Growing Conditions

The preceding wet winter was followed by a cool spring giving a late start to the growing season, but wonderful sunshine and settled weather gave excellent set (fruitful flowers into berries) and thus great crop potential across all varieties. With a mild summer warming up in December and January, punctuated by only a few hot days, veraison (colouring and softening of berries) came three weeks later than 2016 giving one of the latest yet highest quality vintages on record. The whites had a mineral core floral intensity which is quite beguiling.


The aromatics are fine and minerally with ripe green apple skin, fresh lemongrass with hints of freshly cut lucerne hay. There are hints of frangipane, walnut skin, overlaying a subtle flintiness and savoury curd element that adds to the complexity and intrigue of this wine.


On the palate there runs a core of great mineral stone with an explosion of citrus juice; lime, lemon and grapefruit all spring to mind. The marine origins leap forth in a salty iodine element, yet this is tightly wound as a spring with a freshness and vibrancy which will slowly unfurl with some time in bottle. There is an inviting sappy, green juiciness that offers some intriguing floral notes, coupled with hints of walnut skin and a preserved lemon complexity.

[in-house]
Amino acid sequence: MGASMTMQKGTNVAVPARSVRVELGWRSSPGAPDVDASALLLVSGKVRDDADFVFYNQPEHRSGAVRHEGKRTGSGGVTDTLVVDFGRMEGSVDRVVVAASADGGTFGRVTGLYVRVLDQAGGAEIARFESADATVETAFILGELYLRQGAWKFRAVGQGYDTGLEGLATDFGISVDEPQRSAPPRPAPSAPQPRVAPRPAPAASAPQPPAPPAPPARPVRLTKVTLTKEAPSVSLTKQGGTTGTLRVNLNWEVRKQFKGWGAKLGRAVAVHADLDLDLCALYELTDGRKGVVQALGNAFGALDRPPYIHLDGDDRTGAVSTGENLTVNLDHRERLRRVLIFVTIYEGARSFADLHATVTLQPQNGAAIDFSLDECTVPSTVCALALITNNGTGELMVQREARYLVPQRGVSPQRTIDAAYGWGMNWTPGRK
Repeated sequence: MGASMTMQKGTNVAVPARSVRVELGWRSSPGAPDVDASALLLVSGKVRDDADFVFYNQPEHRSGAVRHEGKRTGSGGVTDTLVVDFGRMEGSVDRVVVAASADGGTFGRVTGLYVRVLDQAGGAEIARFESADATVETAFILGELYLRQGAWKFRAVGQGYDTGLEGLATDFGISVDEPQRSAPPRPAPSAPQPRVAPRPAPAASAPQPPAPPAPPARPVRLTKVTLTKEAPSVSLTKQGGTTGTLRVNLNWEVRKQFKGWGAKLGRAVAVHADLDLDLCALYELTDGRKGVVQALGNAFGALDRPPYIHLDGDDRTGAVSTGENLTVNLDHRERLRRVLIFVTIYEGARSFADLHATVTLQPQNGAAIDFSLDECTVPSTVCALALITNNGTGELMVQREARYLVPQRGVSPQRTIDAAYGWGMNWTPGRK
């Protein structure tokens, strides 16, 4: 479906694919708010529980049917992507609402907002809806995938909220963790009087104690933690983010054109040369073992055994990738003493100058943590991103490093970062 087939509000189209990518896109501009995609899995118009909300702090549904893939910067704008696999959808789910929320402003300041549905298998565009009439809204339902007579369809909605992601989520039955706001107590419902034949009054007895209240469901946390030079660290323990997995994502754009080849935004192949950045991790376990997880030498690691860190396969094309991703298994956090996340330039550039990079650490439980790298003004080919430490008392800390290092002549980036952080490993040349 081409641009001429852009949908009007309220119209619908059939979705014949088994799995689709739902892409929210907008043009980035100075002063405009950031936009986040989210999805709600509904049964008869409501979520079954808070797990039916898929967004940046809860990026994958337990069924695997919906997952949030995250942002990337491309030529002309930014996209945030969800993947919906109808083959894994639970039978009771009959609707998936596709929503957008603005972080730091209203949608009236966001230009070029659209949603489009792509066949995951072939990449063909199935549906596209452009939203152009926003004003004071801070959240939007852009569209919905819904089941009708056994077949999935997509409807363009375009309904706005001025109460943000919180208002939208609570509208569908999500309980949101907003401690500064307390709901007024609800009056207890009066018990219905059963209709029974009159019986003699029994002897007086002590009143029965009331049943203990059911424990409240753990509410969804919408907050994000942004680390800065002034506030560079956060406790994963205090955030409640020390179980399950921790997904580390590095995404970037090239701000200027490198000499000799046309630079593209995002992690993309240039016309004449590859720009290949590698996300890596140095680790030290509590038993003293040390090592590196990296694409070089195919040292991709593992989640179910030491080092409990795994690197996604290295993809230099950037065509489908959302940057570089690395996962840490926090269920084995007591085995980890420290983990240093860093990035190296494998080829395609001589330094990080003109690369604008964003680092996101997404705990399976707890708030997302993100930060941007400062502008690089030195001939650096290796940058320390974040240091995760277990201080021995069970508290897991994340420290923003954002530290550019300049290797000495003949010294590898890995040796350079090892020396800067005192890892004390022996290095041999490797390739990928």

Light hay with bright green edges.

Food Pairing

Freshly caught cod in a butter and parsley sauce, king fish in a sherry cream sauce, or a lemongrass infused stir fry with crispy tofu and soba noodles all match this wine superbly. The wonderful curd savouriness of a spanokopita with fresh feta and spinach wrapped in filo pastry, offsets both the minerality and leesy nature of this wine. Or a tempura fried scallop with szechuan salt helps to display the sweet fruit elements.


Our best blocks of sauvignon and semillon are planted on free draining lateritic gravel with a layer of clay appearing at variable depths. Selected from our two sites of Trinders and Chapman Brook vineyards, we capture a wide array of flavour and aromatic spectrums; the sauvignon blanc bringing floral, citrus and a slight iodine character, the semillon bringing more honey and lanolin elements. The sauvignon blanc has a more shaded canopy to protect the delicate aromas whilst the semillon sees more sunlight to gain added richness and mid palate weight.

Ratings & Awards


Halliday Wine Companion

James Halliday


The West Australian

Ray Jordan


James Suckling